Golden Isles photographers will have the chance to highlight the area’s sweeping coastal scenery during an upcoming photo contest.
The Georgia Conservancy, a nonprofit environmental advocacy group, is hosting the contest, and invites amateur and professional photographers to enter images of the Peach State’s outdoor waterways.
The contest is open now through May 20, and the grand prize winner’s photo will be featured on the cover of the “Water Junky Georgia” photo book. There is no fee to enter the contest. The prize package also includes four tickets to a Georgia Conservancy event, a year membership to the group, T-shirts and two pairs of floating sunglasses made by Atlanta-based Rheos Gear, which is co-sponsoring the contest. The value of the package is estimated at $360.
“Water is the lifeblood of this state,” said Robert Ramsay, Georgia Conservancy president. “It feeds our farms and our forests and provides life to an incredible array of native species. It’s also an incredible resource for recreation in Georgia.”
Rheos Gear founder Jake Berton said his company is proud to partner with the conservancy to share Georgia’s remarkable scenery.
“We want more people to fall in love with Georgia’s outdoors and help connect them with the Georgia Conservancy, an organization that has a 50-year reputation of successfully protecting our land and water,” Berton said.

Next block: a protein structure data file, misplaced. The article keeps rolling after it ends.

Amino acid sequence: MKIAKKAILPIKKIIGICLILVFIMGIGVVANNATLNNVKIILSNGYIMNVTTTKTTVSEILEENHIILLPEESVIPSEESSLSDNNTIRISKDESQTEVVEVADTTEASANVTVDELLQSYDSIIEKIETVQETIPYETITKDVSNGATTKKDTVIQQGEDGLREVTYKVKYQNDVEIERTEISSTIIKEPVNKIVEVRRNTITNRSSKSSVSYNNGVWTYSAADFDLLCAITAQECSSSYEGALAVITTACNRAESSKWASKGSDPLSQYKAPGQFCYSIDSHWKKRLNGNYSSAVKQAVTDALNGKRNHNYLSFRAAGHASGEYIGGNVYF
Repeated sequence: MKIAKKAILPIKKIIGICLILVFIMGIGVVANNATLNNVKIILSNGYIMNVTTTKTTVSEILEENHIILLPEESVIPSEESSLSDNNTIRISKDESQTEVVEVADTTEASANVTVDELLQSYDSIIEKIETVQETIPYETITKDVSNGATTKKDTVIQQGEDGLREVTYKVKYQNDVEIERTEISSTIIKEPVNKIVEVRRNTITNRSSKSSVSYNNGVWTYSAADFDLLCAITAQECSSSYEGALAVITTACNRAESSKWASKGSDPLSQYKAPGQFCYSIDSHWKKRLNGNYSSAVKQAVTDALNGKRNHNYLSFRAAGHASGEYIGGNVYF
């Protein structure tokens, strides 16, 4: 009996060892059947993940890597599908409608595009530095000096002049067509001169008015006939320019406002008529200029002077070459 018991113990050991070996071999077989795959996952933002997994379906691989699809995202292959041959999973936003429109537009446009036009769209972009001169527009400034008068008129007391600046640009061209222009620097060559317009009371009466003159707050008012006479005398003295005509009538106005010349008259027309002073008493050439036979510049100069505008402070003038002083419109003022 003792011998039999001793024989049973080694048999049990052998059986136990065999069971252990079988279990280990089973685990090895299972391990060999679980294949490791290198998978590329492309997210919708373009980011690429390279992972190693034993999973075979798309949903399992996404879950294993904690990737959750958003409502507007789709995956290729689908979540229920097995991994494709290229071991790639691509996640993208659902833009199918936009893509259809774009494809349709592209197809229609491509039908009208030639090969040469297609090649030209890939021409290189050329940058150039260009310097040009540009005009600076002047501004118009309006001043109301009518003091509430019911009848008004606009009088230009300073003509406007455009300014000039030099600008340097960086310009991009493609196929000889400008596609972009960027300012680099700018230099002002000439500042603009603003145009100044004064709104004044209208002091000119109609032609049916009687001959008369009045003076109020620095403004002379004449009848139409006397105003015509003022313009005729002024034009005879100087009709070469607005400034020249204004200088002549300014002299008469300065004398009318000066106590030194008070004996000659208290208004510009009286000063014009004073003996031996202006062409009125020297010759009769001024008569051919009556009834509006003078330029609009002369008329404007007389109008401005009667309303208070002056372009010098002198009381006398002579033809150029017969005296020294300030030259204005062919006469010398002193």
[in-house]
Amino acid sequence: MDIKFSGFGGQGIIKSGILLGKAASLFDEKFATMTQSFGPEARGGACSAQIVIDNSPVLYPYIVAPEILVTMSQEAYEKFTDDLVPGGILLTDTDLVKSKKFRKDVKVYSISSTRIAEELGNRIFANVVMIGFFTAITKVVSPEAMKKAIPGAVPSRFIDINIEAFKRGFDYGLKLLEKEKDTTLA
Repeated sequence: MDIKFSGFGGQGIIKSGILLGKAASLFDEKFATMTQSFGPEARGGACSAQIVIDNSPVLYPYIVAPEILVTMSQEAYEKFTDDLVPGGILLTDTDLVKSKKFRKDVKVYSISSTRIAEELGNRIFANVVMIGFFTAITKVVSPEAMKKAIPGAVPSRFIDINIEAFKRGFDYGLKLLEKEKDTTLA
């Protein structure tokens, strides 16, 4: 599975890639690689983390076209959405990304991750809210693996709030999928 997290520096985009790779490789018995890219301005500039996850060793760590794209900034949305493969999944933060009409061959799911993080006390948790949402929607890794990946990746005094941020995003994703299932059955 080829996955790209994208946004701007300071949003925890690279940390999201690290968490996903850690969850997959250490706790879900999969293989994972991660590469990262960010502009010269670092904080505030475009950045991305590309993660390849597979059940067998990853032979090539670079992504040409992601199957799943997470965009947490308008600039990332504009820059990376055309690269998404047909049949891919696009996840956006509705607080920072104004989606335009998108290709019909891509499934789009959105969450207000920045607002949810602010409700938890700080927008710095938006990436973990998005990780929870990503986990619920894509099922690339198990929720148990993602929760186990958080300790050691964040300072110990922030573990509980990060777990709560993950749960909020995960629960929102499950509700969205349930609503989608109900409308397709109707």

Elma Andrews is president of the Coastal Photographers Guild, an group of photo enthusiasts who meet on St. Simons Island. She said Golden Isles photographers will have a leg up on photographers from other regions in Georgia, simply because of this area’s natural beauty.
“We have such a diverse ecosystem here,” she said. “From beaches, to upland and maritime forests to estuaries, anywhere you go in Glynn County, you’ll find a very rich natural world.”
Andrews suggests photographers take their cameras to Driftwood Beach, Cannon’s Point Preserve, Harris Neck Wildlife Refuge or any of the area’s marshes.
The contest will be judged by Eric Champlin, founder and editor of “Atlanta Trails,” an online magazine that catalogues outdoor exploration opportunities across Georgia. He will will choose the top 50 photos, and the public will be able to vote for their favorites online. As a freelance writer and photographer, Champlin has traveled the state capturing its scenery.
“From Georgia’s sandy shoreline on the Atlantic Coast to the tumbling waterfalls in the southern Appalachian Mountains, to the crystal-clear rivers in Georgia’s remote Cohutta Wilderness, water and lake shape our state’s unique landscapes and incredibly diverse terrain,” Champlin said.
Champlin said he was honored to judge the contest and applauded the efforts of the Georgia Conservancy and its partnership with Rheos Gear.
The top 50 winning images will be printed in the photo book, and proceeds of its sales will go to the Georgia Conservancy. Published photographers will receive credit in the book.
Berton said he hopes the contest will encourage people to make time to explore Georgia, the largest state east of the Mississippi River.
“Seeing a beautiful sunrise over Driftwood Beach, or the rushing water of Amicalola Falls might inspire people to take time away from their screens and make more memories outside,” Berton said. “We want to help more people make outdoor exploration a part of their daily or weekly activities, and not just reserved for vacation time.”
The Georgia Conservancy, based in Atlanta, was founded in 1967 and advocates for the protection and conservation of the state’s natural resources. Its work includes outdoor stewardship, land conservation, coastal resource protection and sustainable growth planning.
For more information on the conservancy, visit its website at www.georgiaconservancy.org.
To enter the photo contest, or for additional details, visit www.rheosgear.com/gaconservancy.